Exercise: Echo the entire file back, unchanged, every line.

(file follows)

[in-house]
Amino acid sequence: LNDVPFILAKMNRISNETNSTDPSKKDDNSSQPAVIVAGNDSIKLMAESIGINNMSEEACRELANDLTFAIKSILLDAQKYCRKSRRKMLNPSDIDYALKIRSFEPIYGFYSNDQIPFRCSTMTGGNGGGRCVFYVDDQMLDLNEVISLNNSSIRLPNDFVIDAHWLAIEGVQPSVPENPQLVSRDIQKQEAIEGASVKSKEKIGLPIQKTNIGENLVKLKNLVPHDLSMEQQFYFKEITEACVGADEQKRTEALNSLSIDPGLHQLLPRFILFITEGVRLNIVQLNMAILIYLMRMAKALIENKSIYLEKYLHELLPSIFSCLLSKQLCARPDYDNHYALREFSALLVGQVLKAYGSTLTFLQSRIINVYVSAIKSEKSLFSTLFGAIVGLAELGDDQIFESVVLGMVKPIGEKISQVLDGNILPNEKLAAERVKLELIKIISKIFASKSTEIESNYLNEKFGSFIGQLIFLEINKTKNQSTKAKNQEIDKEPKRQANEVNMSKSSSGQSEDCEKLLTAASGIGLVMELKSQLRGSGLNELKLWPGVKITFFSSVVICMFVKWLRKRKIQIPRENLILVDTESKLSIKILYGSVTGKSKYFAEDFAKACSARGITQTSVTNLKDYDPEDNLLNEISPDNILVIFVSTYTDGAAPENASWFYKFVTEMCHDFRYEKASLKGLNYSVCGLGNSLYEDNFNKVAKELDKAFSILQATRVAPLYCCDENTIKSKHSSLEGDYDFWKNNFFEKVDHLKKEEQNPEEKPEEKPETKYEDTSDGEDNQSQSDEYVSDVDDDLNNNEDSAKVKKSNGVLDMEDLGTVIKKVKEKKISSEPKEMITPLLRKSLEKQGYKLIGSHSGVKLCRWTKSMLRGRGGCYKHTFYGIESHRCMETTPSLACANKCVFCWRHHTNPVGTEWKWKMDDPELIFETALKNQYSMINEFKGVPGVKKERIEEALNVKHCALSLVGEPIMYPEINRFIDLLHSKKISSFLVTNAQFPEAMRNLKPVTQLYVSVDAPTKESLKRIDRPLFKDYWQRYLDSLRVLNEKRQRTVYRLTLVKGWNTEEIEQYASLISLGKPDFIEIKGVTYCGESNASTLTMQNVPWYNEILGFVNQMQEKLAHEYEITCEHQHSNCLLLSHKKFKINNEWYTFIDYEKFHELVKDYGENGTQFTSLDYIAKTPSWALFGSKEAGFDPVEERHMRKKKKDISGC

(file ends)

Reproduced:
[in-house]
Amino acid sequence: LNDVPFILAKMNRISNETNSTDPSKKDDNSSQPAVIVAGNDSIKLMAESIGINNMSEEACRELANDLTFAIKSILLDAQKYCRKSRRKMLNPSDIDYALKIRSFEPIYGFYSNDQIPFRCSTMTGGNGGGRCVFYVDDQMLDLNEVISLNNSSIRLPNDFVIDAHWLAIEGVQPSVPENPQLVSRDIQKQEAIEGASVKSKEKIGLPIQKTNIGENLVKLKNLVPHDLSMEQQFYFKEITEACVGADEQKRTEALNSLSIDPGLHQLLPRFILFITEGVRLNIVQLNMAILIYLMRMAKALIENKSIYLEKYLHELLPSIFSCLLSKQLCARPDYDNHYALREFSALLVGQVLKAYGSTLTFLQSRIINVYVSAIKSEKSLFSTLFGAIVGLAELGDDQIFESVVLGMVKPIGEKISQVLDGNILPNEKLAAERVKLELIKIISKIFASKSTEIESNYLNEKFGSFIGQLIFLEINKTKNQSTKAKNQEIDKEPKRQANEVNMSKSSSGQSEDCEKLLTAASGIGLVMELKSQLRGSGLNELKLWPGVKITFFSSVVICMFVKWLRKRKIQIPRENLILVDTESKLSIKILYGSVTGKSKYFAEDFAKACSARGITQTSVTNLKDYDPEDNLLNEISPDNILVIFVSTYTDGAAPENASWFYKFVTEMCHDFRYEKASLKGLNYSVCGLGNSLYEDNFNKVAKELDKAFSILQATRVAPLYCCDENTIKSKHSSLEGDYDFWKNNFFEKVDHLKKEEQNPEEKPEEKPETKYEDTSDGEDNQSQSDEYVSDVDDDLNNNEDSAKVKKSNGVLDMEDLGTVIKKVKEKKISSEPKEMITPLLRKSLEKQGYKLIGSHSGVKLCRWTKSMLRGRGGCYKHTFYGIESHRCMETTPSLACANKCVFCWRHHTNPVGTEWKWKMDDPELIFETALKNQYSMINEFKGVPGVKKERIEEALNVKHCALSLVGEPIMYPEINRFIDLLHSKKISSFLVTNAQFPEAMRNLKPVTQLYVSVDAPTKESLKRIDRPLFKDYWQRYLDSLRVLNEKRQRTVYRLTLVKGWNTEEIEQYASLISLGKPDFIEIKGVTYCGESNASTLTMQNVPWYNEILGFVNQMQEKLAHEYEITCEHQHSNCLLLSHKKFKINNEWYTFIDYEKFHELVKDYGENGTQFTSLDYIAKTPSWALFGSKEAGFDPVEERHMRKKKKDISGC